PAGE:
One in five Australians (20 per cent) earning between $101,000 and $150,000 per annum now own three or more credit cards and hold an average of $5,978 in credit card debt, according to a finder.com.au survey of 2,085 Australians.
The survey revealed that the average credit card debt is $4,268, with the level of debt accrued generally rising with income.
However, the data found that respondents with no income also hold a similar level of debt — $3,774 in credit card debt on average.
According to Finder, this group therefore owes more than those earning between $50,000 and $75,000 ($3,459), with 17 per cent also stating that they have more than one credit card.
Australians earning up to $25,000 owed an average of $3,802, with nearly a fifth (18 per cent) having multiple cards.
Additionally, respondents earning between $26,000 and $50,000 owe $3,761 of debt, while a quarter have more than one credit card.
Further, according to Finder’s State of the Credit Card Market report 2018, Australians made more purchases using their credit cards in 2017, up from 2.5 billion in 2016 to 2.7 billion.
In 2017, Australians spent an average of $1,573 per month using credit cards, with an average purchase of $117.
However, Finder noted that “Australians are getting better at paying off their debt”, with the average balance accruing interest coming in at $1,903 in 2017, down from $2,471 in 2016.
Credit card users paid approximately $174 in interest in 2017, on an average interest rate of 16.97 per cent.
The report also found that Australians paid off more credit card debt than ever before, with repayments totalling $341 billion in 2017 ($174 per month).
On the whole, there are just under $16.7 million credit cards in Australia, with an additional 8,298 Australians issued with credit cards in 2017.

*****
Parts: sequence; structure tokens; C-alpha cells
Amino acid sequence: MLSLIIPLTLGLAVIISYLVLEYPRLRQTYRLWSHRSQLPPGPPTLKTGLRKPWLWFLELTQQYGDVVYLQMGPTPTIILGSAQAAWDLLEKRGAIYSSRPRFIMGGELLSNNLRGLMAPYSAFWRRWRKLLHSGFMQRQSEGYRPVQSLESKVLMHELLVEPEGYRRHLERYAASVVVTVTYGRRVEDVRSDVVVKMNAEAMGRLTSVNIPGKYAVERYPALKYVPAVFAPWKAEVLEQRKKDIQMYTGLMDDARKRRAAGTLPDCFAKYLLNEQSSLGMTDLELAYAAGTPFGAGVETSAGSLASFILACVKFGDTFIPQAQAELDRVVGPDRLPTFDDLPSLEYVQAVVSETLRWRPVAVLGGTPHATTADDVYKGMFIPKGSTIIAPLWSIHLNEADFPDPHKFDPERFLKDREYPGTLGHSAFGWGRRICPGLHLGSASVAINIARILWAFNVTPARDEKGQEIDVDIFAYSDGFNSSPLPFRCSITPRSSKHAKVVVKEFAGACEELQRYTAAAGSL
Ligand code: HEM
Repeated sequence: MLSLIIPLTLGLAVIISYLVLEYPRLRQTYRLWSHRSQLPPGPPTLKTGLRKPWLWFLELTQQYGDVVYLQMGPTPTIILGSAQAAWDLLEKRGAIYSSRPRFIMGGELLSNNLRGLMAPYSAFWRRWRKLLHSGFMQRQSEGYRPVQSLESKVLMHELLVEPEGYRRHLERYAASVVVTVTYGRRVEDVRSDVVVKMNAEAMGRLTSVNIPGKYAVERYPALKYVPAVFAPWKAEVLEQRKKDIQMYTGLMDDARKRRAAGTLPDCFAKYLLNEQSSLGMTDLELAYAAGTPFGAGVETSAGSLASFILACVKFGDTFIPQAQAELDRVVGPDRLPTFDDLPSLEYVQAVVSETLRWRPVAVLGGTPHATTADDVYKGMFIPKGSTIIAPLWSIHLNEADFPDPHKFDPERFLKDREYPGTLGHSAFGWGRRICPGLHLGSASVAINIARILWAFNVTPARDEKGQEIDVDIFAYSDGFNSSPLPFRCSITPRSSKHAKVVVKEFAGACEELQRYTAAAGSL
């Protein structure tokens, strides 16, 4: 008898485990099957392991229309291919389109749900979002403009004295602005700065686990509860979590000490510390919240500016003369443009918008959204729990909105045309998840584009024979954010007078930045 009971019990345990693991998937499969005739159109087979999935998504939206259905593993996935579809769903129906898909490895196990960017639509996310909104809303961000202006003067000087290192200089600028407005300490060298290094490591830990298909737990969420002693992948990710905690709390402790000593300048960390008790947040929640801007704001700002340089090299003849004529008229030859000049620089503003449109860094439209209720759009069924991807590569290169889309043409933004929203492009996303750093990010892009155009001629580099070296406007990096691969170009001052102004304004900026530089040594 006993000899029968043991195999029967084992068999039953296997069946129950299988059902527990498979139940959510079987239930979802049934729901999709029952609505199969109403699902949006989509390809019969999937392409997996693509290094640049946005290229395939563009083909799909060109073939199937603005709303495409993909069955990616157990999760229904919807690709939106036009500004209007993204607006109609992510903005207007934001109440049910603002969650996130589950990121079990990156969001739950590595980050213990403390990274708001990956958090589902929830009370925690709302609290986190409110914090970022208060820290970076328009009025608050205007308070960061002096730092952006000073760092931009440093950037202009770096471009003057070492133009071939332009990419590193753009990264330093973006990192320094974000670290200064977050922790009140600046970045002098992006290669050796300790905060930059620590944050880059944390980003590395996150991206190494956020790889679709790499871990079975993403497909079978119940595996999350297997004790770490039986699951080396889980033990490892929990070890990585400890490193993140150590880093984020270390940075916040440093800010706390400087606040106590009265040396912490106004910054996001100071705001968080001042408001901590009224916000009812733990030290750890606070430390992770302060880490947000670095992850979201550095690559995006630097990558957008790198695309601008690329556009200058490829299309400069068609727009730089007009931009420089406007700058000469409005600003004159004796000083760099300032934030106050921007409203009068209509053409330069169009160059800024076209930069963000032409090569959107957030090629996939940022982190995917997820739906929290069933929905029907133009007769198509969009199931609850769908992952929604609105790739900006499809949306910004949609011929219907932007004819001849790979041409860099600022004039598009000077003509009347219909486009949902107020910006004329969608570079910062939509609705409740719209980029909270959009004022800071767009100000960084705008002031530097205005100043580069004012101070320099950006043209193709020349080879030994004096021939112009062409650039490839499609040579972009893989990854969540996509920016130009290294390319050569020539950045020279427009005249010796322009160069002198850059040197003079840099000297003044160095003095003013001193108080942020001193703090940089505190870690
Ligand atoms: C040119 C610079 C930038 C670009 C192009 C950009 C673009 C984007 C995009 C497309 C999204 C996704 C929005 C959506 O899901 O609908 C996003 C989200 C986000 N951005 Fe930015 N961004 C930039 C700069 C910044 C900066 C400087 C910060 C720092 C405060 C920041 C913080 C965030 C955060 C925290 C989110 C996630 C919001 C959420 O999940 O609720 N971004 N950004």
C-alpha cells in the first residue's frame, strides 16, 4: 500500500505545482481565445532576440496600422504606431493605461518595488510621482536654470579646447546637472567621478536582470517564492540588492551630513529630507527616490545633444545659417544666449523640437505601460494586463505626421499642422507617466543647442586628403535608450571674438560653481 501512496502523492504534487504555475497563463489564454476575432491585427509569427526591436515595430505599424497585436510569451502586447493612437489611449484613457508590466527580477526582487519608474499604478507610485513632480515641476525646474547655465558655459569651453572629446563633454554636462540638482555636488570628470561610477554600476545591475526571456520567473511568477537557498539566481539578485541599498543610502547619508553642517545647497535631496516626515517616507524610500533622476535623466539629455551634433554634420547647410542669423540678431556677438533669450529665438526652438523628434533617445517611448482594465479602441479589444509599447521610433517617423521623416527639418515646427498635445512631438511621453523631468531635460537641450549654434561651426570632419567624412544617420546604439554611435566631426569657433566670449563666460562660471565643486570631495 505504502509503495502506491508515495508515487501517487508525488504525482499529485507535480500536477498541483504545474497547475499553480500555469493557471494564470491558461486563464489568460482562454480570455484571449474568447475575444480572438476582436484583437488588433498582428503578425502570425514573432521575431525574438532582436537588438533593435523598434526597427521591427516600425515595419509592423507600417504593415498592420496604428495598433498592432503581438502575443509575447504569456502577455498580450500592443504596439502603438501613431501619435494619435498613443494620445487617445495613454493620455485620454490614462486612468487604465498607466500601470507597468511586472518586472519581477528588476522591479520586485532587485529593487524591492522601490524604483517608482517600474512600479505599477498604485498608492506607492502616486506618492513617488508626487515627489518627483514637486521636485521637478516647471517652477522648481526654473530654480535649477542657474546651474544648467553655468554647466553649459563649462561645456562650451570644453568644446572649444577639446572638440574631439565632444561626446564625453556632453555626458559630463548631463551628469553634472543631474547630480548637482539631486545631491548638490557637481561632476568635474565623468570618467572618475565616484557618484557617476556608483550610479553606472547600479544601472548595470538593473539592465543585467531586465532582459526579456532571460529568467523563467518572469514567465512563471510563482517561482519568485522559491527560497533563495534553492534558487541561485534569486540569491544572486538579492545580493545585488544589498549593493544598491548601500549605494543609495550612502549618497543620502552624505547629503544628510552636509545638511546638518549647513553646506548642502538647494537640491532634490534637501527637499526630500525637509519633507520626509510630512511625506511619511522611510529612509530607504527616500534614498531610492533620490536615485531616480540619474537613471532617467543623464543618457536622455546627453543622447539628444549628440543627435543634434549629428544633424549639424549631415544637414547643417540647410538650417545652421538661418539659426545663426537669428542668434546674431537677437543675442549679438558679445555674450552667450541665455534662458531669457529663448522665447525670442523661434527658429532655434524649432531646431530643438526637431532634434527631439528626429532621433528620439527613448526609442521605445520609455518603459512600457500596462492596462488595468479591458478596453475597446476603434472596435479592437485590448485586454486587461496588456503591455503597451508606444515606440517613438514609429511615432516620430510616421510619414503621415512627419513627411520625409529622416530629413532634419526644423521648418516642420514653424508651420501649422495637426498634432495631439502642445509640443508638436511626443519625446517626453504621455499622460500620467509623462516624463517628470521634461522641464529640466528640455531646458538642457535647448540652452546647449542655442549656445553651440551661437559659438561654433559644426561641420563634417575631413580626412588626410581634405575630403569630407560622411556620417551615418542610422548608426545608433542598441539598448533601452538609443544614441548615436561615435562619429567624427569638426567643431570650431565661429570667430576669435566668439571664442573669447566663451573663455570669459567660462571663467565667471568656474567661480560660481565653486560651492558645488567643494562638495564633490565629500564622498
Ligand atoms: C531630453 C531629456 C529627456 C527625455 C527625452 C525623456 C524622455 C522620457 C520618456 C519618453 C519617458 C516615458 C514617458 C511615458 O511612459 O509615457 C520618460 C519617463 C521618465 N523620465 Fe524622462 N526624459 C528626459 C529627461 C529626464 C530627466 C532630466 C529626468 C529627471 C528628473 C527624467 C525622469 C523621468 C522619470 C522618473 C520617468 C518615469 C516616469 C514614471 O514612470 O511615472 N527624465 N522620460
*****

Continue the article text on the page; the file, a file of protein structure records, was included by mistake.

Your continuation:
The figures come off the back of Treasurer Scott Morrison suggesting that Australian borrowers are becoming better equipped to cope with such stresses as a result of low interest rates in the past few years.
He said: “[O]ne of the things that has happened over the last three or four years is when interest rates fell, most householders kept paying their mortgage at around about the same rate.
“So, they built up a buffer and that average buffer now is about two years on average and two and a half years for owner-occupiers, so they’ve got ahead of their mortgage payments and that’s been very sound that those Australians have done that.
“[Because] of the way our mortgage market works in Australia, we have built in that buffer which gives us a bit more resilience in [times of financial stress].”
The Treasurer said that he also believes that prospective borrowers are better placed to manage stresses due to tightened lending standards.
Charbel Kadib is the news editor on the mortgages titles at Momentum Media.
Before joining the team in 2017, Charbel completed internships with public relations agency Fifty Acres, and the Department of Communications and the Arts.